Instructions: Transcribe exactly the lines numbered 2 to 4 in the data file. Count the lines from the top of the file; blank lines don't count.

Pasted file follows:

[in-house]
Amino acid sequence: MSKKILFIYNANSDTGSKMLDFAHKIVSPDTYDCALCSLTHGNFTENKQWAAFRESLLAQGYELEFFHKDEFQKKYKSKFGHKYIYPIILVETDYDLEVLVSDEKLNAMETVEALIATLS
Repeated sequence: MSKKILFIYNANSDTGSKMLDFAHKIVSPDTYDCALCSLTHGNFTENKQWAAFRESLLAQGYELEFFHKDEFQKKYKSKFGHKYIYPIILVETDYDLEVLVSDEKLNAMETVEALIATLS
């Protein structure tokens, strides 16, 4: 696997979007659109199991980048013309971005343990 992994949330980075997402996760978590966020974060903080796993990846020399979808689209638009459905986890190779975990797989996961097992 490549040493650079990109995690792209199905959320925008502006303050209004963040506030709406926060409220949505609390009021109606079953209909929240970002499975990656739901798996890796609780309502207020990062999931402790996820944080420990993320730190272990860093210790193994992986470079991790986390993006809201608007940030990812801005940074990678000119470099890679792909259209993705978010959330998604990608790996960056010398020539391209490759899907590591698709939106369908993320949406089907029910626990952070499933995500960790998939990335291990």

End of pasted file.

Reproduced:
Amino acid sequence: MSKKILFIYNANSDTGSKMLDFAHKIVSPDTYDCALCSLTHGNFTENKQWAAFRESLLAQGYELEFFHKDEFQKKYKSKFGHKYIYPIILVETDYDLEVLVSDEKLNAMETVEALIATLS
Repeated sequence: MSKKILFIYNANSDTGSKMLDFAHKIVSPDTYDCALCSLTHGNFTENKQWAAFRESLLAQGYELEFFHKDEFQKKYKSKFGHKYIYPIILVETDYDLEVLVSDEKLNAMETVEALIATLS
């Protein structure tokens, strides 16, 4: 696997979007659109199991980048013309971005343990 992994949330980075997402996760978590966020974060903080796993990846020399979808689209638009459905986890190779975990797989996961097992 490549040493650079990109995690792209199905959320925008502006303050209004963040506030709406926060409220949505609390009021109606079953209909929240970002499975990656739901798996890796609780309502207020990062999931402790996820944080420990993320730190272990860093210790193994992986470079991790986390993006809201608007940030990812801005940074990678000119470099890679792909259209993705978010959330998604990608790996960056010398020539391209490759899907590591698709939106369908993320949406089907029910626990952070499933995500960790998939990335291990």